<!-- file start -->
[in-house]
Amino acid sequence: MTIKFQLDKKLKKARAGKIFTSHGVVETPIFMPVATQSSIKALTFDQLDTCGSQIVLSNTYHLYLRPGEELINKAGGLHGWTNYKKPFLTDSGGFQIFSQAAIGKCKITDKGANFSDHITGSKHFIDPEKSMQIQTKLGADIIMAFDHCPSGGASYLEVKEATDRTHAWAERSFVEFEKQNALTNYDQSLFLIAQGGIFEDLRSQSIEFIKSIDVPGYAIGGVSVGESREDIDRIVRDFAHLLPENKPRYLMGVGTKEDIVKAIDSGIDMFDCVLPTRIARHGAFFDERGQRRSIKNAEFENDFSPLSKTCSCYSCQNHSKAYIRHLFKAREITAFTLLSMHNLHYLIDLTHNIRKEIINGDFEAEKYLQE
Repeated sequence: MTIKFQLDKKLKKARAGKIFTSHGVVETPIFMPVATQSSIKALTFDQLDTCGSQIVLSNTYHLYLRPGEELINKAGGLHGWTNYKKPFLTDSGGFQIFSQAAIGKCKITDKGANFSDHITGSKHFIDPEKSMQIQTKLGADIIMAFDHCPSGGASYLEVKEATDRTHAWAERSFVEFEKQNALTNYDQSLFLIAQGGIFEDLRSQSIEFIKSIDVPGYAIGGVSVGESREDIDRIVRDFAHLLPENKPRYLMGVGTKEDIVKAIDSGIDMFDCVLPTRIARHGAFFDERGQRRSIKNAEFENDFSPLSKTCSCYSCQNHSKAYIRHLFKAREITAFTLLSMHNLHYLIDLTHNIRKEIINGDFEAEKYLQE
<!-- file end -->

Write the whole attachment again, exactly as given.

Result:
[in-house]
Amino acid sequence: MTIKFQLDKKLKKARAGKIFTSHGVVETPIFMPVATQSSIKALTFDQLDTCGSQIVLSNTYHLYLRPGEELINKAGGLHGWTNYKKPFLTDSGGFQIFSQAAIGKCKITDKGANFSDHITGSKHFIDPEKSMQIQTKLGADIIMAFDHCPSGGASYLEVKEATDRTHAWAERSFVEFEKQNALTNYDQSLFLIAQGGIFEDLRSQSIEFIKSIDVPGYAIGGVSVGESREDIDRIVRDFAHLLPENKPRYLMGVGTKEDIVKAIDSGIDMFDCVLPTRIARHGAFFDERGQRRSIKNAEFENDFSPLSKTCSCYSCQNHSKAYIRHLFKAREITAFTLLSMHNLHYLIDLTHNIRKEIINGDFEAEKYLQE
Repeated sequence: MTIKFQLDKKLKKARAGKIFTSHGVVETPIFMPVATQSSIKALTFDQLDTCGSQIVLSNTYHLYLRPGEELINKAGGLHGWTNYKKPFLTDSGGFQIFSQAAIGKCKITDKGANFSDHITGSKHFIDPEKSMQIQTKLGADIIMAFDHCPSGGASYLEVKEATDRTHAWAERSFVEFEKQNALTNYDQSLFLIAQGGIFEDLRSQSIEFIKSIDVPGYAIGGVSVGESREDIDRIVRDFAHLLPENKPRYLMGVGTKEDIVKAIDSGIDMFDCVLPTRIARHGAFFDERGQRRSIKNAEFENDFSPLSKTCSCYSCQNHSKAYIRHLFKAREITAFTLLSMHNLHYLIDLTHNIRKEIINGDFEAEKYLQE